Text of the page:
A few weeks went by until on Saturday evening, my wife asked why the floor in the laundry room was wet. Crap. The structural integrity of the water heater had been compromised. Thankfully, it was a slow leak, but one that could not be ignored. On Sunday, I went to Lowe's to buy a new water heater. Here's where I made a big mistake.

In Minnesota there are a lot of rules to make sure no body is ever in danger of getting any type of injury. And, there are apparently a lot of rules when it comes to water heaters. By law in MN, a gas water heater must be power-vented (i.e. with a noisy fan on top of the water heater) out of the home. As far as I know, this law is only about 7-8 years old. Most water heaters that need to be replaced are the conventional kind. These water heaters vent up through a vent in the roof thanks to the updraft of the hot air.

The cost of a power-vented water heater is about $800. The cost of a conventional one is about $450. hmmmmm. I thought I would save some money and go conventional. It thought I could vent it out of the vent that goes out of the side of my house that was currently being used by the power vent of the broken heater.

Long story short: it doesn't work. I bought the conventional water heater, hauled it into my basement, cut it out of the box, installed it, filled it with 50 gallons of water and fired it up. It took 2 minutes for me to realize, I had just made a $450 mistake. This water heater was not going to work. This was Sunday night. I shut off the gas and hoped I could find a fix.

The next day I called a plumber to see if anything could be done. In summary, he said,"no you freakin moron!" though he was much more polite than that. I spent all day feeling sick to my stomach because I had just made a $450 mistake. I was mad at myself, and I felt sorry for my family.

Then I had an idea. In all of my construction projects I've done over the years, I've returned a lot of unused stuff. Stuff that no store would have to accept. So, I called Lowe's to see if I could return the water heater that I had installed in my basement. The lady said, "probably." That was good enough for me. That Monday night, I went to a different store and bought the kind I needed. I hauled it into my basement and drained and unhooked the wrong one. I installed the new one only to find out I needed a different water connector. No problem, but I'd have to wait for Tuesday to get it. We'd be without hot water for a few more hours, but it would work. I hauled the wrong one to my garage.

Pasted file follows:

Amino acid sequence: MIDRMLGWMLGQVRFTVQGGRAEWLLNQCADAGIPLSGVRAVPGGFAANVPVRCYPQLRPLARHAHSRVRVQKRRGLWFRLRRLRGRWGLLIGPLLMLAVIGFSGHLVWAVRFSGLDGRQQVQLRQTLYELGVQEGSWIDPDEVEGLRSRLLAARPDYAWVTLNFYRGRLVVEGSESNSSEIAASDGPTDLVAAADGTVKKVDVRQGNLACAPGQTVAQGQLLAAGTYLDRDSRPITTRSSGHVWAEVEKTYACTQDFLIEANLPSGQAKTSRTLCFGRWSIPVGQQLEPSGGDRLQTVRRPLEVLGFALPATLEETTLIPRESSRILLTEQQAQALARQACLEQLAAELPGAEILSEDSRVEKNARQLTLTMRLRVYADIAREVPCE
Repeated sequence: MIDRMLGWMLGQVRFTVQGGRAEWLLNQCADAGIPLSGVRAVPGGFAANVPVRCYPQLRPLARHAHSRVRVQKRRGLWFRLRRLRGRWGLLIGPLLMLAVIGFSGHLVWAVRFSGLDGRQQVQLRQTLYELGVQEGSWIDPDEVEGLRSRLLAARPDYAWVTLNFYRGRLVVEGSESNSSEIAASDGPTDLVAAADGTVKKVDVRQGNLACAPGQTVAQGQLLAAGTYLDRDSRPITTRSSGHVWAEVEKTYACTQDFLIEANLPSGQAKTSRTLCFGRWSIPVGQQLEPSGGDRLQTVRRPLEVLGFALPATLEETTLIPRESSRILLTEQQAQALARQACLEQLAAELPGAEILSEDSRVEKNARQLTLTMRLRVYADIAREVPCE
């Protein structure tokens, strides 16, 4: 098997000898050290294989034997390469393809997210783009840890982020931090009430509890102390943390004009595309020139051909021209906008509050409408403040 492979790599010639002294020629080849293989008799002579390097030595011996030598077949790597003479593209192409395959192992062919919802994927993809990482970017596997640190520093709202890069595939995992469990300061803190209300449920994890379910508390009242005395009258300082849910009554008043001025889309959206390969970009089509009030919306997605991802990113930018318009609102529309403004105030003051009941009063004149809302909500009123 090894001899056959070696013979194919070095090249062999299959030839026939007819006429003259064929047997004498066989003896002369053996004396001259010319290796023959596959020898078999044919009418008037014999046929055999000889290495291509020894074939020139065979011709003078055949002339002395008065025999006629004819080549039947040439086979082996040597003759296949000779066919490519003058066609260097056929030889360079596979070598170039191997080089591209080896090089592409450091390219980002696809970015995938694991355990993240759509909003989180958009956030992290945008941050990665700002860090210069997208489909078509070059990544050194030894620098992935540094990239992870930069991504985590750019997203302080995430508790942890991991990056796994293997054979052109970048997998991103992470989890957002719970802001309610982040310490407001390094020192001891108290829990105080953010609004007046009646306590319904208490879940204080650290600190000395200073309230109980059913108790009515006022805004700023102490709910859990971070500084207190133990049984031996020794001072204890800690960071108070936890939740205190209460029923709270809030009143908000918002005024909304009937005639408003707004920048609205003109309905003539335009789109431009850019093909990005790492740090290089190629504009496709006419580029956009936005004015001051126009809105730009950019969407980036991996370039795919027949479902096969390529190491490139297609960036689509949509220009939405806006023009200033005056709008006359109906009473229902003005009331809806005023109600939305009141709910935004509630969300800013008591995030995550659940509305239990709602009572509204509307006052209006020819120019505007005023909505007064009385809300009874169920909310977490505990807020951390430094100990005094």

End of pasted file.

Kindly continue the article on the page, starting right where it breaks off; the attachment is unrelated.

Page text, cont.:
A few days later, my dad and I hauled the wrong one back to Lowe's and those suckers nice people took it back. I was nervous that they wouldn't, but I was upfront with why I was returning it. The guy that helped me actually seemed sympathetic.

So, I learned a lot about gas water heaters. The whole thing ended up putting me $1000 deeper in the hole, but this is what we do for the modern conveniences of life, and it could have been a lot worse.







Sunday, October 4, 2009

Devistating

The finest in all media outlets:

We all make mistakes. At least it was changed moments later. Still, it's a bit embarrassing.

Saturday, October 3, 2009

Cream Ale name

I've decided (unless I change my mind) on a name for my cream ale.

Thanks to everyone for the ideas.

I decided I want to utilize some alliteration. So the name will include the letter 'C.'

And, I wanted to use a noun and not a adjective.

So, I'm going to borrow an idea from "SubDriver" who suggested the name "covalent."

I'm going to noun the adjective and turn it into "covalency"

The name of my cream ale shall thusly be:

Covalency Cream Ale


Monday, September 28, 2009

100 on hold...

Thanks to a stupid water heater and the stupid installer* of a new water heater and the stupid installer* of a second new water heater and the stupid state of Minnesota and its stupid plumbing codes and stupid Home Depot and Lowes not being open 24 stupid hours a day I won't be brewing beer anytime soon. My finances have suddenly become anemic.

Maybe someday I'll tell you about it. It's stupid!!!!



* also the stupid author of this stupid blog

Thursday, September 24, 2009

Beer naming time again

Greetings. Let me introduce myself. I'm the author and custodian of this here blog. You haven't heard much from me lately because I've been preparing myself to receive a call from a lady or gentleman representing the world-famous Nobel prize organization.

OK, that's not true (duh!!!) but the combination of me being busy and pretty damn lazy has made posting around here a bit rare.

I busted my butt today getting a lot of things done so I could brew beer. And brewing beer is what I am doing.

I am brewing my 99th batch ever. It is my cream ale. I've brewed this several times and it has become quite popular in my immediate family. I think I have refined the recipe enough that it is ready for a name, AND I'm looking for suggestions. I have two beers with names right now: Metathesis Pale Ale and Carbon Black Oatmeal Stout. If you are astute enough (and I know you are) you will notice the strong connection to Organic Chemistry.

So, with that criteria, what should I call my cream ale. Here is the recipe if you need inspiration:

Partial Mash
3 lbs pale malt
1 lb honey malt
0.5 lb malted wheat
0.25 lb biscuit
Mash at 152° in 1.5 gallons for 90 minutes. Drain and sparge with 2 gallons at 168°

3.5 lb Extra light dry malt extract